Data Preprocess and Augmentation. ORIGA dataset contains 650 pairs of fundus images and annotations by experts. Among ORIGA [19], 325 pairs are used for training and the rests for testing. Since we focus on OD regions, OD windows size of are cropped from original images size of . Inspired by [15] [4] [11]

, a radial transform is first performed on OD windows in Cartesian coordinate system before feeding them into BoostNet. To increase the diversity of training data, three tricks are used to augment the training data in Cartesian system: (1) random OD windows cropping near the OD centre (

20 pixels of horizontal and vertical offsets to OD centre); (2) multi-scale augmentation (factors ranging from 0.8 to 1.2); (3) horizontal flipping. For training data, the OD centres are determined based on the ground-truth OD masks. For testing data, we train an HRNet [18] for OD segmentation with the training data of ORIGA and estimate OD centres according to the predicted OD masks. During testing phase, vertical flipping augmentation is used on polar OD windows.

Experimental Setting. Our BoostNet is built on the top of implementation of HRNet [18]

within the PyTorch framework. We initialize the weights in HRNet


with the pre-trained model on ImageNet


and the rest weights with Gaussian distribution with zero mean and standard deviation

. Parameters are optimised by SGD on three GPUs. Hyper-parameters includes: base learning rate (0.01, poly policy with power of 0.9), weight decay (0.0005), momentum (0.9), batch size (9) and iteration epoch (200).

Comparison with State-of-the-arts. We compare the proposed BoostNet with seven state-of-the-arts: lightweight U-Net [16], MNet [4], JointRCNN [8], AG-Net [20], FC-DenseNet [1], SAN [11], and HRNet [18]. The first six methods are designed for OD and OC segmentation and the last one is originally designed for natural scene image segmentation. The results of lightweight U-Net [16] and MNet [4] are from [4]. JointRCNN [8], AG-Net [20], FC-DenseNet [1] and SAN [11] are from the original paper. Results of HRNet [18] is obtained by fine-tuning with ORGIA [19]. Following [4] [11], we use overlapping error

as evaluate metric. Results are reported in Table

1. As we can see that our method achieves superior segmentation performances to the state-of-the-arts. Fig. 5 and Fig. 6 show two examples for OC and OD segmentation respectively, in which the results by our BoostNet are much closer than MNet [4] and SAN [11] to ground-truth.

lightweight U-Net [16] 0.115 0.287 0.303
MNet [4] 0.071 0.230 0.233
JointRCNN [8] 0.063 0.209 -
AG-Net [20] 0.061 0.212 -
CE-Net [5] 0.058 - -
SAN [11] 0.059 0.208 0.215
HRNet [18] 0.057 0.209 0.208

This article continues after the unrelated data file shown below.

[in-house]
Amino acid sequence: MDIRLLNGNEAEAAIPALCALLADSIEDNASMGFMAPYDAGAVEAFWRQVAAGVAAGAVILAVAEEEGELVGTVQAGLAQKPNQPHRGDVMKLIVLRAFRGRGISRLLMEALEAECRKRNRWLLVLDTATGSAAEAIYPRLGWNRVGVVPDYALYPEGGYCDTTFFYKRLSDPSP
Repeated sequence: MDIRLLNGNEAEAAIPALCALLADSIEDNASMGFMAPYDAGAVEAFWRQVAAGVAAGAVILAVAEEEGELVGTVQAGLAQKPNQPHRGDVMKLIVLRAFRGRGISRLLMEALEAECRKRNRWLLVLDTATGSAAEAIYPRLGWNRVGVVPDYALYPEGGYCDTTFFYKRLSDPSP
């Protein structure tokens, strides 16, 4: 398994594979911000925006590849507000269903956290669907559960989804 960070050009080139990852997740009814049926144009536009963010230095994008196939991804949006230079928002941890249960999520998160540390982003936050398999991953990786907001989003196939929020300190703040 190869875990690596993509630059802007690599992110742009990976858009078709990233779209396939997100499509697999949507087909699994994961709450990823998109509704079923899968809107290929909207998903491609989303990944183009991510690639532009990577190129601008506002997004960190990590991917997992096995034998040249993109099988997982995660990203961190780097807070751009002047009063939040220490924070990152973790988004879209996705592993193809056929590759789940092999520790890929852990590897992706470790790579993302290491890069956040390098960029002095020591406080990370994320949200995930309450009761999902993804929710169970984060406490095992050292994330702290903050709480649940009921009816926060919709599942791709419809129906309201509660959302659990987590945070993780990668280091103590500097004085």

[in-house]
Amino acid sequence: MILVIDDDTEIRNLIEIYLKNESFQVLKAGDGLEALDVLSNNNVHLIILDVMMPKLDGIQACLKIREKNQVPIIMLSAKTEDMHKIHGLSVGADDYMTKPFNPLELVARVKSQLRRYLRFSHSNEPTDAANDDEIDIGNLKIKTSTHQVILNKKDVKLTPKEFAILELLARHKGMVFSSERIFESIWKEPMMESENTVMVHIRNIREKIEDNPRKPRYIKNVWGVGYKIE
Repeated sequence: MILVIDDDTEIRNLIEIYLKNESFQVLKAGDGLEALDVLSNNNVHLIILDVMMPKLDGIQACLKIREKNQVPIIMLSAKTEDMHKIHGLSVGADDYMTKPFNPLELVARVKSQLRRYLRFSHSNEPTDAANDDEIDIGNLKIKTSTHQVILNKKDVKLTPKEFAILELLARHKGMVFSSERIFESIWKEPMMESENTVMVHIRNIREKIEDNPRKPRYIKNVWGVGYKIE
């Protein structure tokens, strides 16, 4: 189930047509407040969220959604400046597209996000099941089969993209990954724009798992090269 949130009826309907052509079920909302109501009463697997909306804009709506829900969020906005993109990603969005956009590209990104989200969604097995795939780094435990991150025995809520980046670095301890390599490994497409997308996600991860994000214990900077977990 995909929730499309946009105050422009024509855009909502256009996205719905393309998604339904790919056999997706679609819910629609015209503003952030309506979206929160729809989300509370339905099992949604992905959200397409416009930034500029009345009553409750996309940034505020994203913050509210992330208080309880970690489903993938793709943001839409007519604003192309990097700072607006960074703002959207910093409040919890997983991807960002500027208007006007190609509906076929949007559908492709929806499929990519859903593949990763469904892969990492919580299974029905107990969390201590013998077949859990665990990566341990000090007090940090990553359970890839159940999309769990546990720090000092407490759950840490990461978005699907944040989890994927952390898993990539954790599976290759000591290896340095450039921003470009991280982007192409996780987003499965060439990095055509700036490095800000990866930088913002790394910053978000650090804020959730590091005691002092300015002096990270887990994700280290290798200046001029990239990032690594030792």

ours blue0.051 blue0.202 blue0.196
Table 1: Performances of different methods on ORIGA [19].
Figure 5: Examples for OC segmentation. From left to right are input OD window, results by ours, MNet [4] and SAN [11]. Pixels in yellow, red and green are correct, miss and error detections respectively.
Figure 6: Examples for OD segmentation. From left to right are input OD window, results by ours, MNet [4] and SAN [11]. Pixels in yellow, red and green are correct, miss and error detections respectively.

Ablation Study. Table 2 evaluates the effectiveness of boosting. After boosted once, the overlapping errors of OD, OC and rim segmentation are improved from to . After boosted twice, the performances are improved to . Fig. 7 shows the results of one example by different segmentation architectures. With boosting, pixels near edges are predicted more accurately, which results in lower overlapping errors.

without boosting 0.056 0.209 0.206
boosting once 0.054 0.202 0.200
boosting twice blue0.051 blue0.202 blue0.196
Table 2: Ablation study on boosting on ORIGA [19].
Figure 7: Example illustration for the effectiveness of proposed boosting module. From left to right: input image, results by architectures without boosting, with once boosting and twice boosting. From top to down: results of rim and OC. Pixels in yellow, red and green are correct, miss and error detections respectively.

4 Conclusion

This paper proposes a BoostNet which solves the segmentation problem in a gradient boosting framework. Deformable side-output unit (DSU) and aggregation unit (AU) with deep supervision are designed to estimate the base functions and expansion coefficients in gradient boosting framework. Our BoostNet can be trained end-to-end by standard back-propagation. Validation on ORIGA [19] demonstrates the effectiveness of our proposed BoostNet on the segmentation of OD and OC in fundus images.